The UK government has announced a £15 million funding initiative by the UK Space Agency to support the research and development of space-based instruments. This funding aims to enhance a variety of environmental services, including meteorology, climate monitoring, environmental management, agriculture, urban planning, and scientific knowledge improvement.
With its existing status as a global leader in Earth Observation (EO) tools, technologies, and data utilization, the UK aims to expedite the development of promising EO technologies that could be deployed on satellites within the next few years.
The National Space Strategy in Action report, published in July, outlines the government’s strategy to maintain the UK’s position at the forefront of EO technology for commercial and public services.
George Freeman MP, Minister of State at the Department for Science, Innovation, and Technology, emphasized the critical role of Earth Observation technology in addressing contemporary challenges such as climate change and humanitarian disasters.
He expressed the UK’s commitment to harnessing its world-leading skills in this field, which extends beyond climate monitoring to ensuring infrastructure safety and supporting agricultural productivity.
Freeman highlighted the £15 million investment as a means to boost the economy and drive the UK’s aspiration to become a science superpower.
The Earth Observation Technology Programme funding, administered by the Centre for Earth Observation Instrumentation (CEOI), is part of a larger £400 million package announced in November 2022 to support the UK’s Earth Observation sector.
Harshbir Sangha, Missions and Capabilities Delivery Director at the UK Space Agency emphasized the essential role of satellite technology in monitoring climate change, protecting the environment, managing resources, responding to disasters, and promoting sustainable development.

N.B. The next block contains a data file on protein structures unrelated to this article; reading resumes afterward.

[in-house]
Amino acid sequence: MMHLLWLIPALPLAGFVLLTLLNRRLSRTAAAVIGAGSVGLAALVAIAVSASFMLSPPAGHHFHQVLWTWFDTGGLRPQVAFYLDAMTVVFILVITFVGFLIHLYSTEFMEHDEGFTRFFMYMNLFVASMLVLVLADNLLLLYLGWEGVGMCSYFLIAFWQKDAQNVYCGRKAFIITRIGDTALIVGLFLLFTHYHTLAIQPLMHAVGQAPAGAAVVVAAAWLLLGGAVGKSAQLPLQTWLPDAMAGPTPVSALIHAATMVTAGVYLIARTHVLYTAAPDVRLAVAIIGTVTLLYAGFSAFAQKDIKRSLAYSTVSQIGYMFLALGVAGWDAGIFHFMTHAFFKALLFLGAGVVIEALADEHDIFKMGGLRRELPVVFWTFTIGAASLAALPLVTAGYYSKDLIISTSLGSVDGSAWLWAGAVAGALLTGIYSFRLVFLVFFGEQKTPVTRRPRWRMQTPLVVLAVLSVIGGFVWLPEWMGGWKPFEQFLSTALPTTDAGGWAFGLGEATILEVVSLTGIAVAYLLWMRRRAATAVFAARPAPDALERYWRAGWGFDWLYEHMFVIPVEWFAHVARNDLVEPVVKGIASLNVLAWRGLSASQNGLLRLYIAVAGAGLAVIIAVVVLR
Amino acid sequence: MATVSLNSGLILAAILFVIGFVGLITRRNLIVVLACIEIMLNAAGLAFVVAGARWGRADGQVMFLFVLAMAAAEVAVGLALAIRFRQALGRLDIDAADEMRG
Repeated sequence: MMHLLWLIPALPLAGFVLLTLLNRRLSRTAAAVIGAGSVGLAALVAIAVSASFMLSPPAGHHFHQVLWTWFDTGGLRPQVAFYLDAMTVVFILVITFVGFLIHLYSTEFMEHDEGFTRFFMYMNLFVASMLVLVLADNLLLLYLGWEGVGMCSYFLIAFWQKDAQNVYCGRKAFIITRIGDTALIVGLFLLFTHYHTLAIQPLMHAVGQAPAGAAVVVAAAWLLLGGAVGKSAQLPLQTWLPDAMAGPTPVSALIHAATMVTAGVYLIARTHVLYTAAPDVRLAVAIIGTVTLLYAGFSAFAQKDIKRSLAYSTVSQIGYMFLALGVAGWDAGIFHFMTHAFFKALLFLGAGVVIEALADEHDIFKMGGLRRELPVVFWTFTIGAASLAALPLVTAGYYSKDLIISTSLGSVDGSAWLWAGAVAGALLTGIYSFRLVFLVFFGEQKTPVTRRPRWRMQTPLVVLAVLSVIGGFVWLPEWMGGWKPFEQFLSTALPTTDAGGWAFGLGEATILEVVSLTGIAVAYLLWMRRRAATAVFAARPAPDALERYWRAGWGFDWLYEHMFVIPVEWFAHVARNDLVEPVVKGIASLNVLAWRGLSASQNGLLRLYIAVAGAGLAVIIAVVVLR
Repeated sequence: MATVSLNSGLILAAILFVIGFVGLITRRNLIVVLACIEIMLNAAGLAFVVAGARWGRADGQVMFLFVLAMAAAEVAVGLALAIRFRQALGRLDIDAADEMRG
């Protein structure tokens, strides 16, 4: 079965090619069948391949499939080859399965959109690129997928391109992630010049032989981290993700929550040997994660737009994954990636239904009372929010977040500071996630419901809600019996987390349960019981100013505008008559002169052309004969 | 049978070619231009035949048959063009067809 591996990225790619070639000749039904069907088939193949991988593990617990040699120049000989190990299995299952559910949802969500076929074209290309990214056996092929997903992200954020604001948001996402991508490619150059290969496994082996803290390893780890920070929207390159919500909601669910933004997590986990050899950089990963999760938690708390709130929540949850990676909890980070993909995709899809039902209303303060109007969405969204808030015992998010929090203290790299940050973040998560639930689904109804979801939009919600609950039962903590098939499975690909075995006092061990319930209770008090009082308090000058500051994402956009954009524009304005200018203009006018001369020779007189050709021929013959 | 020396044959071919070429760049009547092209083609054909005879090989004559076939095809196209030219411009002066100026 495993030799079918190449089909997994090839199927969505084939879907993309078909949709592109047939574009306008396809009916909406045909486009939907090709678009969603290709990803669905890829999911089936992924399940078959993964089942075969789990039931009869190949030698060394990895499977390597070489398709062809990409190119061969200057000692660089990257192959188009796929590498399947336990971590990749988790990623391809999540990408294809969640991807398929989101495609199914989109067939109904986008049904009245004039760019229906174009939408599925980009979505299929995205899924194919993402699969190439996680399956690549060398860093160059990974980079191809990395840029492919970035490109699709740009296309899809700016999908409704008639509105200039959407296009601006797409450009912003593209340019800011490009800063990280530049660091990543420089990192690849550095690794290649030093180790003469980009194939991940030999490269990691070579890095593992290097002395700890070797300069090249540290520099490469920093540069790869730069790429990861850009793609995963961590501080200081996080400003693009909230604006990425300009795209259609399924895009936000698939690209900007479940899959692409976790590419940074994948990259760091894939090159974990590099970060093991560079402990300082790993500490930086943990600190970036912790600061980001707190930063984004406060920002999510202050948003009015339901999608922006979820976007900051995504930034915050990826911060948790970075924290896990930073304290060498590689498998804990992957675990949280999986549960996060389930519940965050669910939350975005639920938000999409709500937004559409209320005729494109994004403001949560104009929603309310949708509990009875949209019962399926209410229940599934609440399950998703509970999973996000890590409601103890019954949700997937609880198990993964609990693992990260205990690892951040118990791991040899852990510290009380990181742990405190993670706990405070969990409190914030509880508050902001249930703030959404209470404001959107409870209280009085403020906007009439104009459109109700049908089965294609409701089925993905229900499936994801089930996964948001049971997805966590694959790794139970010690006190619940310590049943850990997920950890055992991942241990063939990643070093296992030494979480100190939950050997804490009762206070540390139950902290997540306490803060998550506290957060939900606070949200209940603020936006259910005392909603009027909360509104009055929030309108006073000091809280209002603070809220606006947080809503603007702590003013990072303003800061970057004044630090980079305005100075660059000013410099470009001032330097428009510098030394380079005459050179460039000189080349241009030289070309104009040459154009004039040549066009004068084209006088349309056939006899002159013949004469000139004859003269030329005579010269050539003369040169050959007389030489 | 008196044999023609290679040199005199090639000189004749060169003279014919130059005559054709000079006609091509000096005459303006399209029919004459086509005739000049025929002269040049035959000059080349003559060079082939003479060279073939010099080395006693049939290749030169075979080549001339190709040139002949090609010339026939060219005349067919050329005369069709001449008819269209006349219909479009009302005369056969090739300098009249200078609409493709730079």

The funding aims to catalyze investment across the sector and support innovative projects, ranging from sensor technology development to improved understanding of climate change through data utilization.
The £15 million funding will cover Pathfinder projects (up to £75,000), Fast Track projects (up to £250,000), and Flagship projects (up to £3 million).
Pathfinder and Fast Track projects will support early-stage research and experimental hardware development, while Flagship projects will further advance technologies through testing in relevant environments and demonstration flights.
Chris Brownsword, Director of the Centre for Earth Observation Instrumentation, highlighted the significance of this funding opportunity, which represents a substantial increase compared to past grants.
He emphasized that it will continue to support the development of innovative technology while accelerating the pace of technological advancement.
Previous CEOI calls have successfully brought together academia and industry to develop UK-owned technologies, and Brownsword expressed excitement about the potential successes that this new funding opportunity can facilitate.
Since 2016, the Earth Observation Technology Programme has provided £20 million in funding for 57 projects. Notable projects include the development of a Next Generation Synthetic Aperture Radar for Oceanography, a Compact Infrared Imager and Radiometer, and a Laser Heterodyne Radiometer.
Professor John Remedios, Executive Director of the National Centre for Earth Observation, commended the UK’s history of developing satellite instruments that have significantly contributed to understanding the global Earth system.
He highlighted the new investment as an opportunity to design and test the next generation of Earth observation capabilities.
Remedios emphasized the vibrant community of Earth Observation scientists in research laboratories, universities, and industry who can contribute novel technologies, mathematical algorithms, and valuable datasets through international partnerships.
Dr. Jonathan Taylor, Principal Fellow at the Met Office, emphasized the importance of investment in Earth Observations (EO) for ongoing advancements in weather and climate research and prediction.
The Met Office looks forward to collaborating with successful applicants to provide innovative services and information to a wide range of users through new EO technology.
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